Painting Competition Winners Honoured on WED
Nairobi/San Francisco, 3 June 2005 – A 'green' ark carrying life and hope sails on a grey sea under a polluted sky. Two arrows point along diverging paths towards the future – one bright and green with nations working in harmony, the other towards environmental degradation and death.
These are some of the images that have been chosen as the winners of the fourteenth International Children’s Painting Competition on the Environment, organised by UNEP, Bayer AG and the Foundation for Global Peace and Environment. This year’s theme was Green Cities, the motto of World Environment Day 2005.
UNEP Executive Director Klaus Toepfer said: "All pictures hold a special power, triggering real action and changing the hearts and the minds of those who view them. Seeing the world and our environment through the eyes of children puts into sharp focus the responsibility we have towards them and towards the future."
A preliminary round of regional competitions resulted in six winners being chosen. Shortlisted paintings from the six regions then led to the selection of a global winner.
The winners are:
A stark warning emanates from US-based Ryotaro Sato's watercolour: one arrow directs us towards clean skies and a harmonious future, the other points towards a dead tree under a leaden sky.
Commenting about his painting, Ryotaro (15) said: “My wish was to illustrate a globe, centred on the United Nations, coming together as one. By portraying a land full of bright, vivid greenery, with contrast to a land, dark and perishing with decay, I was able to picture how our future will change, depending on how different countries work together for a common future. The message that I wanted to send out is that whatever road our future may take, it all depends upon us, the people of the globe.”
African regional winner:
Ranjani Dharamajan (10) from Kenya drew a picture, which shows two contrasting scenarios of an actual city and what a city should be in a perfect world.
“Today the forests are being destroyed to create space for buildings and factories", Ranjani said. "The air, land and sea are being constantly polluted. I felt that to bring back the original green city we need magic. So, I drew an ‘Aladdin's Lamp’ which could make our wish come true, - that would bring back the Green Cities.”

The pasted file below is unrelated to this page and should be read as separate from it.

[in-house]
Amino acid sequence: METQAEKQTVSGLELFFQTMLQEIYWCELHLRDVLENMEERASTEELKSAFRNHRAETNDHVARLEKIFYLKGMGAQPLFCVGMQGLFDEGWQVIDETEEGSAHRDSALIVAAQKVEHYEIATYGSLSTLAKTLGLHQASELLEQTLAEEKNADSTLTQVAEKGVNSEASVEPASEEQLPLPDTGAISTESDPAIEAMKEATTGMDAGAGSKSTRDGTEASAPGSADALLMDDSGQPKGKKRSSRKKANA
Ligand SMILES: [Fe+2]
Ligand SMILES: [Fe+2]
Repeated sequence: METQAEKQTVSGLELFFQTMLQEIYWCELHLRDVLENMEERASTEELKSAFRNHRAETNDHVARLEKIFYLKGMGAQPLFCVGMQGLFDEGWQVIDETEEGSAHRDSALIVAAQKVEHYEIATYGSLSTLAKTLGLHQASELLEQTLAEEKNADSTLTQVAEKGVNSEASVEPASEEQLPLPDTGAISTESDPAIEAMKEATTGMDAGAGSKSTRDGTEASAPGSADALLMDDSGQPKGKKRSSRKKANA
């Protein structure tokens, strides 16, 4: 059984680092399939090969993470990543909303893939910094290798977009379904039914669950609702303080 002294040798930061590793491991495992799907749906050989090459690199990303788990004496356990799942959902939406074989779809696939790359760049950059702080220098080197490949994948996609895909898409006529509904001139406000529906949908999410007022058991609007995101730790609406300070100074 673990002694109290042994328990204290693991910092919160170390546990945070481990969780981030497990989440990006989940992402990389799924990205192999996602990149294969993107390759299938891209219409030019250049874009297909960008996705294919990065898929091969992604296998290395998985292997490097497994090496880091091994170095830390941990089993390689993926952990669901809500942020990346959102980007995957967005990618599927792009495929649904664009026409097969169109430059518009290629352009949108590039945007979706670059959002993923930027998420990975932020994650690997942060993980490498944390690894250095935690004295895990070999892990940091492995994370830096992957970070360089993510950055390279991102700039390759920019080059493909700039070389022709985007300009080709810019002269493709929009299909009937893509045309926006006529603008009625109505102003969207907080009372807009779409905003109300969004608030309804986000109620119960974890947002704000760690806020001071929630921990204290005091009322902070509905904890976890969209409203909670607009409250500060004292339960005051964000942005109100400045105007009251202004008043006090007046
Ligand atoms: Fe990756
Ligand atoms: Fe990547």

Asia and Pacific regional winner:
Thirteen-year-old Mahdi Nurcahyo from Indonesia displayed much artistic talent in a pop-art illustration of people living in harmony with nature and animals.
European regional winner:
Bulgarian prime minister Simeon Saxe-Coburg personally congratulated regional winner Iskren Petrov (14) whose picture of an 'environmental' ark sailing on a polluted sea turned him into an over-night celebrity in his home country.
Latin American and Caribbean regional winner:
Mexican schoolgirl Raquel Haiat Sasson at 9 years old is the youngest winner this year. Her entry is a colourful landscape of a perfect world: a rising sun shines onto a pristine town on the banks of a crystal-clear river, surrounded by rolling verdant hills.
North American regional winner:
Yian Shang (13) from Cupertino, California (USA), impressed the judges with her ethereal drawing combining industrial and transport images with lush vegetation.
West Asian regional winner:
Children working cheerfully in a fertile garden, gathering fruits and tending the ground along a gushing stream, are the subject of the winning entry by 12-year-old Maya Shafick Hajeh from Syria.
All seven children, together with their chaperones, will travel to San Francisco to attend the World Environment Day celebrations that are being held in the city 1 - 5 June 2005. There they will be honoured in a special ceremony, sponsored by Bayer. All winners will receive a certificate and a plaque, a cash prize, and special prizes such as drawing kits and environmental stationery. The winning paintings will be shown in exhibitions in the USA, Japan and other countries. They and other selected paintings will also be used on UNEP posters, post cards, calendars, and in publications.
"We are very happy to support the International Children's Painting Competition as one of the important projects of Bayer's partnership with UNEP”, said Werner Wenning, Chairman of the Board of Management of Bayer AG, and added: “Sustainable development is an integral element of all our business and social activities worldwide and with our commitment we strive to safeguard a good future for ourselves, our children and for the succeeding generations."
UNEP has entered into a three-year partnership with Bayer AG to support the implementation of UNEP's long-term TUNZA strategy for engaging children and youth in environmental issues.
The children's painting competition is jointly organised each year by UNEP, Bayer AG and the Japan-based Foundation for Global Peace and Environment (FGPE). The painting competition has been held since 1990 and in that time has received over 160,000 entries from children in over 100 countries. Eventually all paintings submitted to the global competition will be stored at the National Museum of Ethnology in Osaka, Japan.
This year's competition is also supported by the National Museum of Ethnology - Japan -, the Japanese Ministries of the Environment, Foreign Affairs, Education, Forestry and Fisheries, and the Japan-Arab Association.
UNEP News Release 2005/28